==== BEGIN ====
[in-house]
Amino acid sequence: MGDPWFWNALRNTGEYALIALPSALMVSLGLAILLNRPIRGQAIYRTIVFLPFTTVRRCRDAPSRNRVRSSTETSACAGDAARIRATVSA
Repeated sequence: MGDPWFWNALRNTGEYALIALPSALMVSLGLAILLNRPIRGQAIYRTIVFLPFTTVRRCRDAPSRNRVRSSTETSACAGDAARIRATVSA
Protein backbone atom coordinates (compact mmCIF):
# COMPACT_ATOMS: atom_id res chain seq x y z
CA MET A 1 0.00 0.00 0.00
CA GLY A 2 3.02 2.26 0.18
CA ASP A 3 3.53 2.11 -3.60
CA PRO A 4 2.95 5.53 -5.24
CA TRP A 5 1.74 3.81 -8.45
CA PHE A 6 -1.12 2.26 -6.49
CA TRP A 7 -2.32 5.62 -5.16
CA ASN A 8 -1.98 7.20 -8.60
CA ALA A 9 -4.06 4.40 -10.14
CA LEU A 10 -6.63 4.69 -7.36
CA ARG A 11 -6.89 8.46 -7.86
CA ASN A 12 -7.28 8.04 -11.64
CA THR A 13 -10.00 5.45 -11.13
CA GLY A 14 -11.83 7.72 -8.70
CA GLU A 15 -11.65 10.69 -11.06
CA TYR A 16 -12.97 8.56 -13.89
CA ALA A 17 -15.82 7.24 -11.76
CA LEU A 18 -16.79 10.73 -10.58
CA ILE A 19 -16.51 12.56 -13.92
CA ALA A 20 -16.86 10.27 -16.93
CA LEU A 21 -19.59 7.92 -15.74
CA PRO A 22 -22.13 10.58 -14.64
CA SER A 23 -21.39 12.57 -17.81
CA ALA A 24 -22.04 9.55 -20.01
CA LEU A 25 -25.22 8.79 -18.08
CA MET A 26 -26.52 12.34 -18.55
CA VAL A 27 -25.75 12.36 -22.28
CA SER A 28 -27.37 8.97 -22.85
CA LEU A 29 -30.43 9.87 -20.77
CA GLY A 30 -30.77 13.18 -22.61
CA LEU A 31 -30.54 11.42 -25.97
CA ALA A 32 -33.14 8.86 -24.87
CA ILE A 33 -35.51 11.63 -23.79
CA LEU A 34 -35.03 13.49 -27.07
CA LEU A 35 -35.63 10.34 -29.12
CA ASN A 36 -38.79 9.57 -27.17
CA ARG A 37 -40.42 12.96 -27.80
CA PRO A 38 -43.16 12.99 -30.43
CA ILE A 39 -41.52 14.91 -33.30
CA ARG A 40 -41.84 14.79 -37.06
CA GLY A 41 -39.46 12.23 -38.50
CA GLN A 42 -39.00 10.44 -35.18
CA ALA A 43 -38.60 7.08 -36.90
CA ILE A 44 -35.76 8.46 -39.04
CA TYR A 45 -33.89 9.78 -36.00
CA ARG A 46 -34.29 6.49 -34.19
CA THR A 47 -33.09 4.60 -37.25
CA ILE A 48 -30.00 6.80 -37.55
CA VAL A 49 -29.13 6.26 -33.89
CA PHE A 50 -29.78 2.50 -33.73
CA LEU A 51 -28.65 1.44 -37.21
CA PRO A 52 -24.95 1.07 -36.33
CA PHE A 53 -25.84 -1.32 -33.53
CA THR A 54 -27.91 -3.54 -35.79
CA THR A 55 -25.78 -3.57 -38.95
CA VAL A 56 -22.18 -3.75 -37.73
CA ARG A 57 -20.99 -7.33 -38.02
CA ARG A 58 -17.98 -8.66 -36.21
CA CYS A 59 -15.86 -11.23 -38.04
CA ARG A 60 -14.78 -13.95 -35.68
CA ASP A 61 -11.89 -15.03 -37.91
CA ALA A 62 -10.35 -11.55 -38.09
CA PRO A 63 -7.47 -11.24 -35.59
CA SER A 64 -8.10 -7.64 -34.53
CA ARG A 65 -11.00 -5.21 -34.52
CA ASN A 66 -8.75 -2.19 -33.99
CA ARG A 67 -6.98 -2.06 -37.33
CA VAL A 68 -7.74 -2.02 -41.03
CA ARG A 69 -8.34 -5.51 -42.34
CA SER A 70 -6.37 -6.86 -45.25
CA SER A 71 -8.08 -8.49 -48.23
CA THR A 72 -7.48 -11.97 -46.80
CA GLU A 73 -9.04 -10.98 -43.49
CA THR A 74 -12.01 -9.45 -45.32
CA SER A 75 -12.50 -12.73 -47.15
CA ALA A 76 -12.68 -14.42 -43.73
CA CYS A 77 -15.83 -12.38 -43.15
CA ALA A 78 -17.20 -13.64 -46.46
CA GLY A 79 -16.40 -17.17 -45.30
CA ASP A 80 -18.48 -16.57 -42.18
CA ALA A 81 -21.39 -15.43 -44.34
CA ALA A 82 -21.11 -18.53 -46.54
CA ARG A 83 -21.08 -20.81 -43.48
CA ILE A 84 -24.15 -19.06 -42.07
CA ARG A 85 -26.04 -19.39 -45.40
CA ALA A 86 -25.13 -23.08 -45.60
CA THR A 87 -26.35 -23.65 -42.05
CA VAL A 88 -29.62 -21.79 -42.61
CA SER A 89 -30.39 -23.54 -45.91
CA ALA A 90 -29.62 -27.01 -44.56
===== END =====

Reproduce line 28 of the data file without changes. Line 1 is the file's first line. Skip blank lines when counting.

CA SER A 23 -21.39 12.57 -17.81